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An In-Depth Look at Melvin Ingram

Some of the top plays and sacks from Melvin Ingram

Over the coming days, we'll highlight a few notable Chargers with their 2016 Media Guide profile.  Up next is outside linebacker Melvin Ingram.

Melvin Ingram blossomed in 2015 as the former first-round pick led the team with 10.5 sacks, 19 tackles for loss, four forced fumbles and 29 quarterback hits. He became the first Chargers' player to record a double-digit sack season since 2011 and he tied for 12th in the NFL in sacks. Ingram closed out the year by recording a sack in five straight games and had nine in the Bolts' last nine games.

The 2015 season, the first in which he started all 16 games, was particularly satisfying for Ingram. His two previous seasons (2013-14) were cut short by injuries — first a knee, then a hip. To stave off the injury bug, Ingram worked with a private trainer in Miami who completely revamped his diet and oversaw an intense workout program that included heavy cardio and boxing. Ingram learned to replace fatty meats, starches and carbohydrates with proteins and vegetables and as a result, he reported to camp 20 pounds lighter than he'd been in previous seasons, along with a body-fat count that dropped to eight percent.

Based on what he'd accomplished in 2013, the Chargers were keenly aware of Ingram's limitless potential. That year, Ingram tore the anterior cruciate ligament in his left knee during an early offseason practice. A medical marvel, Ingram returned to the field in early December, just five months removed from the injury, and he helped boost the Chargers into the playoffs for the first time since 2009. The Bolts went 4-0 down the stretch with Ingram back on the field and they won their first playoff game since 2008. In that playoff victory, a wild card win in Cincinnati, Ingram was outstanding as he collected his first NFL interception and he led the team with four quarterback pressures.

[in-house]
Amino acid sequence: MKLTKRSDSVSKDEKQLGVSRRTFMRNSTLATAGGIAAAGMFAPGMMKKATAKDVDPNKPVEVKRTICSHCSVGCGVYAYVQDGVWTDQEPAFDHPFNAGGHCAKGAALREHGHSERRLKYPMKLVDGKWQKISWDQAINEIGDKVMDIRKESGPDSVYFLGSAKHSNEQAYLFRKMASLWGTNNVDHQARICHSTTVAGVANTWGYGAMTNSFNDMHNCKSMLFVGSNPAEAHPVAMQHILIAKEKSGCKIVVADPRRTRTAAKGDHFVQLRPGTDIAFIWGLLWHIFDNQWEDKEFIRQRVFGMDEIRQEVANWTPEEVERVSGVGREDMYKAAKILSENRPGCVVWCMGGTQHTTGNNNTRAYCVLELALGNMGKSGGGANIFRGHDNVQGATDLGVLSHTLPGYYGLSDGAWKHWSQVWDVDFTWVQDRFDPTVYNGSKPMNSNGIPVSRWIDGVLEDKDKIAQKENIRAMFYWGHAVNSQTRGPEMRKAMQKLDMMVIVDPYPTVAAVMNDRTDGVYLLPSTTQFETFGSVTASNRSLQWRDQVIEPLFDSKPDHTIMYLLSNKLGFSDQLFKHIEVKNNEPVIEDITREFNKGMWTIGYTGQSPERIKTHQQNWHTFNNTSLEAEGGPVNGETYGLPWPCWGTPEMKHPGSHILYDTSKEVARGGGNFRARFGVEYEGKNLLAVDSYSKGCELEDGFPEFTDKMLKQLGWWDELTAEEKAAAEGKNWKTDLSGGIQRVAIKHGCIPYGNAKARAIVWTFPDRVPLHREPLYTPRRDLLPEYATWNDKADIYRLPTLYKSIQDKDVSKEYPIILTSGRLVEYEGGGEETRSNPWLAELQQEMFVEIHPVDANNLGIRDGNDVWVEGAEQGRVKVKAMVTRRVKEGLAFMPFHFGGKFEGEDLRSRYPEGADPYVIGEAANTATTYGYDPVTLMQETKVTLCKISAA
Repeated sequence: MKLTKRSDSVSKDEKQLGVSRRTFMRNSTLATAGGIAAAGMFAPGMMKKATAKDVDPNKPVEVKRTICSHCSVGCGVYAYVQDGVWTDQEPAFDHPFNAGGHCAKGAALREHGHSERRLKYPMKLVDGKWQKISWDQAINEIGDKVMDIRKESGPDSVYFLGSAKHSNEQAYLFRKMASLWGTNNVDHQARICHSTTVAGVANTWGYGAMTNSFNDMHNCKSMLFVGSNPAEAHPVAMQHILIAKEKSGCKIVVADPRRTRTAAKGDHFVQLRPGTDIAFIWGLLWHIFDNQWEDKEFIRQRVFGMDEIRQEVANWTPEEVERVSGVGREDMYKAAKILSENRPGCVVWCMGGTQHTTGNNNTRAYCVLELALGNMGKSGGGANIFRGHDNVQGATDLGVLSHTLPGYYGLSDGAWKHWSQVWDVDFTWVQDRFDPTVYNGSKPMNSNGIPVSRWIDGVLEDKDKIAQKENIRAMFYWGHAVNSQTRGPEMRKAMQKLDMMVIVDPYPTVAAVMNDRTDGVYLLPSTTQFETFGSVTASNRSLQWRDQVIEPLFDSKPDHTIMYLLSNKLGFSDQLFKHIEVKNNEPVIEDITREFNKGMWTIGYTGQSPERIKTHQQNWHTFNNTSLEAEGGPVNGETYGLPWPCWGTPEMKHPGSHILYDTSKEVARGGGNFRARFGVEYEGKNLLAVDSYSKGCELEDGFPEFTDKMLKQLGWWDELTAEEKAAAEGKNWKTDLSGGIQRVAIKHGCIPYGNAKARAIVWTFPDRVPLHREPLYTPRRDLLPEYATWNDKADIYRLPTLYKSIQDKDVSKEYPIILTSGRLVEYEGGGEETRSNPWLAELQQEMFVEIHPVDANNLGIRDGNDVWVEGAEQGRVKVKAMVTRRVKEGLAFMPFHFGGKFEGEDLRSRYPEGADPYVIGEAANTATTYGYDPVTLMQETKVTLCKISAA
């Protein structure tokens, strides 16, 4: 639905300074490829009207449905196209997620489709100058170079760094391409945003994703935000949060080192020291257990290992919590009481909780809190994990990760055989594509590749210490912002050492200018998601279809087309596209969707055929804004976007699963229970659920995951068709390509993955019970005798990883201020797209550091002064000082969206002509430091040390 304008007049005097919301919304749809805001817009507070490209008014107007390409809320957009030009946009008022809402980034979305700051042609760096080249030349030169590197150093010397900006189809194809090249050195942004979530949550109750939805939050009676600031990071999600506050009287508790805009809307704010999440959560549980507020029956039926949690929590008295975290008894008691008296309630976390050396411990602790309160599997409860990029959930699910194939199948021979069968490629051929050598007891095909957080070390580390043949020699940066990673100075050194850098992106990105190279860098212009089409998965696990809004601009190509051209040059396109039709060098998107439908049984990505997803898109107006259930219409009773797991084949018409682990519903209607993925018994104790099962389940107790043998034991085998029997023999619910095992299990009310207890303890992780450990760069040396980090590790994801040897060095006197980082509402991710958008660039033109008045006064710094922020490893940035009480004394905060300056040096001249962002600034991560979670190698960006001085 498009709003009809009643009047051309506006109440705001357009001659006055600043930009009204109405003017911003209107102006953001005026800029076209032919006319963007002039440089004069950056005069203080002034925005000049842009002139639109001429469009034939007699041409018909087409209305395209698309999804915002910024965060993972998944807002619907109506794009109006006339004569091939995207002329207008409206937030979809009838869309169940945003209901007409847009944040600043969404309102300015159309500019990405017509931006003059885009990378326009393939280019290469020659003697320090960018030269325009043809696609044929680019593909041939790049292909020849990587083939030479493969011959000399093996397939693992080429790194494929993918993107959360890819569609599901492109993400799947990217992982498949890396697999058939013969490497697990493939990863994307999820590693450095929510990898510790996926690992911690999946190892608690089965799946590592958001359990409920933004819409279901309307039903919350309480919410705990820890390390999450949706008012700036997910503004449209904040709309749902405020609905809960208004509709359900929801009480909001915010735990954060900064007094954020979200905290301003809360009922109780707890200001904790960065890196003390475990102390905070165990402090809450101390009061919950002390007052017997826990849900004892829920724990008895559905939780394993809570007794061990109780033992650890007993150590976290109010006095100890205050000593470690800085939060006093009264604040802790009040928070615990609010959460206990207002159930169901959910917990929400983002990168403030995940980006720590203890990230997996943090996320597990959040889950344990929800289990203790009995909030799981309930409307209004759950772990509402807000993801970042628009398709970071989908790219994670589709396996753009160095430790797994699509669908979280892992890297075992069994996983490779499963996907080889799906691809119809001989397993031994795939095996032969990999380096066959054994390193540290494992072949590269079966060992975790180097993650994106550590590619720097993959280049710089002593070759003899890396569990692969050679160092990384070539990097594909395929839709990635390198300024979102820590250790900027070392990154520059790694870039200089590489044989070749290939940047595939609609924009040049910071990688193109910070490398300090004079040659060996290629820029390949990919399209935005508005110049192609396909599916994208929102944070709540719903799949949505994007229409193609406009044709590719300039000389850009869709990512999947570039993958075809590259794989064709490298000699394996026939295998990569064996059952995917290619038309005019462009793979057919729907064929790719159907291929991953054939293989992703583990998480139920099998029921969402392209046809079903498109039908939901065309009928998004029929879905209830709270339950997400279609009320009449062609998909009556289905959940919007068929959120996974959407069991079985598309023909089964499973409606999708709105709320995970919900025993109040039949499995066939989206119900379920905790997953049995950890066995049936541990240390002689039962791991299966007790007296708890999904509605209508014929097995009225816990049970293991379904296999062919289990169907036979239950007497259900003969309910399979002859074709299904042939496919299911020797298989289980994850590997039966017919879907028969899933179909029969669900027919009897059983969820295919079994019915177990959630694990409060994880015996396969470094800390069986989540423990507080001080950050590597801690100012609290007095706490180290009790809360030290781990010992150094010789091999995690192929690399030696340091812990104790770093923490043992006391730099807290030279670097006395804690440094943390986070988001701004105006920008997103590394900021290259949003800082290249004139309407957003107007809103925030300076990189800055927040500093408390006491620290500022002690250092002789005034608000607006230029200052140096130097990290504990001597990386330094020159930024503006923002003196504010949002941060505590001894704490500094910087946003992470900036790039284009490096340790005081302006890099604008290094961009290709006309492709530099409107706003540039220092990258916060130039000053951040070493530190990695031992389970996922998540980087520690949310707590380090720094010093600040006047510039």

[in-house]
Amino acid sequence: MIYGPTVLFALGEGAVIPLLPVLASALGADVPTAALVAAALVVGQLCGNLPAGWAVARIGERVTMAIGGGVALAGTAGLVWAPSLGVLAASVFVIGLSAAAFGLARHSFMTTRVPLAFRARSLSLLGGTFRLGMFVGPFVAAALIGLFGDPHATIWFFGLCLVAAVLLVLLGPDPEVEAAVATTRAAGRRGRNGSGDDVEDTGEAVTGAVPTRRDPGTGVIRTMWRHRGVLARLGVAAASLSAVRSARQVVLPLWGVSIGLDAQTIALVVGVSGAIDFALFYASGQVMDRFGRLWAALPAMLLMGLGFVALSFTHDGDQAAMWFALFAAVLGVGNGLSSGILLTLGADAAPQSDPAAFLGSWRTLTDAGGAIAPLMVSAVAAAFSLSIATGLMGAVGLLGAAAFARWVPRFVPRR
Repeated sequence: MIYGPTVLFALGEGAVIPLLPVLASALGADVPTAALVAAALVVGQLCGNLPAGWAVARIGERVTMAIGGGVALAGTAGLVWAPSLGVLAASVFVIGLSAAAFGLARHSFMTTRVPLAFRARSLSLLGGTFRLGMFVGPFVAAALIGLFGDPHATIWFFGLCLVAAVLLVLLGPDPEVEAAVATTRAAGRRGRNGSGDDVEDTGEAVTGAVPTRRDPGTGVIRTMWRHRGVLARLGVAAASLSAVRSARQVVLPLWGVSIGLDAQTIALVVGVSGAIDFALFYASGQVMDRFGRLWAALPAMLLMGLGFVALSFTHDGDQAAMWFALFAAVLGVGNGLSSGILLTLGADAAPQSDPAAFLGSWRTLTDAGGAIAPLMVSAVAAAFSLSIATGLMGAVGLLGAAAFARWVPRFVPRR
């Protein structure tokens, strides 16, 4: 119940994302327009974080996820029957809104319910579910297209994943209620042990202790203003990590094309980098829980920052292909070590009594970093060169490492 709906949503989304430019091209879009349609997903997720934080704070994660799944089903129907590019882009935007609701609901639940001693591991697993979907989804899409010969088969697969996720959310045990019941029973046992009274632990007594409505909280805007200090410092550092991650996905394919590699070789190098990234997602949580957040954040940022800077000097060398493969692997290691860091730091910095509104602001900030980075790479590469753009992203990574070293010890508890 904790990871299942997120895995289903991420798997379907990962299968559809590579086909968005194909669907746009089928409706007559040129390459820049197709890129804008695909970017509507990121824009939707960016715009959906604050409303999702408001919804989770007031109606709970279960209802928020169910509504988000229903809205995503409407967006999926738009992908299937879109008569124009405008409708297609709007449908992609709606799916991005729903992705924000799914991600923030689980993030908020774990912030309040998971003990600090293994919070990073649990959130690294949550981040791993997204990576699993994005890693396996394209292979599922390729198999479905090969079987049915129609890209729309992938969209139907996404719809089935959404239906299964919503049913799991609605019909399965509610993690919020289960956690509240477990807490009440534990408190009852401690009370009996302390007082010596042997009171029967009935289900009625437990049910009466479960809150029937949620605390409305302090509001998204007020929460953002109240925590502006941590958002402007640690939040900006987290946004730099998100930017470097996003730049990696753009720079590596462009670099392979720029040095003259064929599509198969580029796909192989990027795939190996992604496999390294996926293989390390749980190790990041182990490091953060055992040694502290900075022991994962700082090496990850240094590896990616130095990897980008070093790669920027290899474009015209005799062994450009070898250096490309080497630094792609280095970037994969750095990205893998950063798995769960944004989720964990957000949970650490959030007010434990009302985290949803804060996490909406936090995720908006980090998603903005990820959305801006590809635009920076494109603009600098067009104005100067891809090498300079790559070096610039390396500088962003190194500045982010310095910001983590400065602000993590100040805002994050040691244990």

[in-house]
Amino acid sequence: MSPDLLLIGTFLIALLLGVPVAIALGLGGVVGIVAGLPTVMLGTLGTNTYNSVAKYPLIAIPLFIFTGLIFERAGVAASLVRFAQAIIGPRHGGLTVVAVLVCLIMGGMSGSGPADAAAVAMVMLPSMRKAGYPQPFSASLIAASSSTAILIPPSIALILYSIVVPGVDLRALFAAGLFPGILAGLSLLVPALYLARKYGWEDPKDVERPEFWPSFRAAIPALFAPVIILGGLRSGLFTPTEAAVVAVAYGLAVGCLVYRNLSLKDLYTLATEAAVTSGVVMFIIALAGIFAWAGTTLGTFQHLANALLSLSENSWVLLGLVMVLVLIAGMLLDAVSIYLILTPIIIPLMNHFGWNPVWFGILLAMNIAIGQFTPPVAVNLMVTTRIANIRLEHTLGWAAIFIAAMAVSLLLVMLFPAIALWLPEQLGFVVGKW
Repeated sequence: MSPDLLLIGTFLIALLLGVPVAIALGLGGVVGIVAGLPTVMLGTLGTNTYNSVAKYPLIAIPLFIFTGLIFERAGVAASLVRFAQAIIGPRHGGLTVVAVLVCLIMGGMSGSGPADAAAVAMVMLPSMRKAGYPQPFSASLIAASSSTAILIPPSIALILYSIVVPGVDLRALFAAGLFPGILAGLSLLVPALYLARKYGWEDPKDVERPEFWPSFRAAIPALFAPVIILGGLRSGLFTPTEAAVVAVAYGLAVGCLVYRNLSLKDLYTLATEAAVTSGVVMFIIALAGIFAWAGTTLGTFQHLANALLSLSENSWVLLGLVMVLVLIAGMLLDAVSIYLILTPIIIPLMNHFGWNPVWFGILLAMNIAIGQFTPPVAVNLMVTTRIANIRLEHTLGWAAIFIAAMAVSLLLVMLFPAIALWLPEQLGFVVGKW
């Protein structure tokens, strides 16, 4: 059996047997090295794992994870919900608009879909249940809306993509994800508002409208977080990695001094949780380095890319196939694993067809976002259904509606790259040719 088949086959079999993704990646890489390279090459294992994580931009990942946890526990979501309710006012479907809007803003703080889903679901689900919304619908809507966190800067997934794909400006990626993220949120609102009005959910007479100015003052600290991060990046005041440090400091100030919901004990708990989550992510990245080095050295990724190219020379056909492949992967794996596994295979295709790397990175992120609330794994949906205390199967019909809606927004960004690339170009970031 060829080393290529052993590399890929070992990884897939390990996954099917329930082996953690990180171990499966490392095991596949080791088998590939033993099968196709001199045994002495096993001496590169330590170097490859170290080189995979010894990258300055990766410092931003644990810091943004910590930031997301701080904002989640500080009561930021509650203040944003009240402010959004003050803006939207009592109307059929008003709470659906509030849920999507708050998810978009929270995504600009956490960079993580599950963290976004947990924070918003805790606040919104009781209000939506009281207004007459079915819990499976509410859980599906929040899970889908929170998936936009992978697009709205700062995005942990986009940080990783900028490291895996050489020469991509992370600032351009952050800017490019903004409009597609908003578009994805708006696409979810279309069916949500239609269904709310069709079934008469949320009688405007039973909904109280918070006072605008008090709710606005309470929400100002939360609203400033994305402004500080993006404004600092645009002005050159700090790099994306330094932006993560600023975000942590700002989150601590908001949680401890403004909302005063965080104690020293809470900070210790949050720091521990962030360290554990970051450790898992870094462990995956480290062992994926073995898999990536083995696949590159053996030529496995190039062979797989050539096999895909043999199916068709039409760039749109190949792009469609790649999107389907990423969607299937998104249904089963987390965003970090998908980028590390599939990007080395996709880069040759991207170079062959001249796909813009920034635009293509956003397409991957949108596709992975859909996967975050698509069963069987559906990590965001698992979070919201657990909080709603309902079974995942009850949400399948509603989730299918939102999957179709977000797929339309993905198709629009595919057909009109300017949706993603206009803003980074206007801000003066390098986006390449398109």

Off the field, Ingram is an aspiring rap musician who in 2015 released a full-length mixtape entitled "From Nothing to Something." His favorite song  on the tape is called "Pops," which is a tribute to his late father, George Melvin Ingram, Jr., who died of a massive heart attack in 1998. It was Ingram's father who many years ago predicted that his infant son would one day play in the NFL.

Following his father's passing, Ingram's mother, Nancy raised him and his two older sisters as a single mom. At Richmond County High School in his native Rockingham, North Carolina, Ingram became a football star and three-year starter at point guard for the school's basketball team where he earned the nickname "SupaMelvin." So gifted was Ingram that he once walked out of a high school math class so he could go to the school's gym to break the hang-clean record in his school clothes. After a brief warmup, he did so with a lift of 380 pounds, five more than the previous school record. And prior to the 2006 Shrine Bowl All-Star Game featuring the top high school seniors from North and South Carolina, Ingram threw the fastest pass during a pregame carnival, posting the fastest throws with both his left and right hands. Ingram can also perform a standing back-flip, spin a football in his hand and dunk it over a crossbar, dunk a basketball with ease and throw a football more than 70 yards without taking a step.

In 2015, Ingram launched the nonprofit foundation, "Mission Possible." Its purpose is to provide inner-city and low-income children with additional educational opportunities and resources. A celebrity waiter event is the foundation's signature event. Also in 2015, Ingram joined professional skateboarder Tony Hawk, BMX Champion Alise Post and County government officials in a public service announcement designed to combat domestic violence. The spots aired on local cable channels throughout San Diego.

TRANSACTION HISTORY: First-round pick (18), April 26, 2012...signed May 11.

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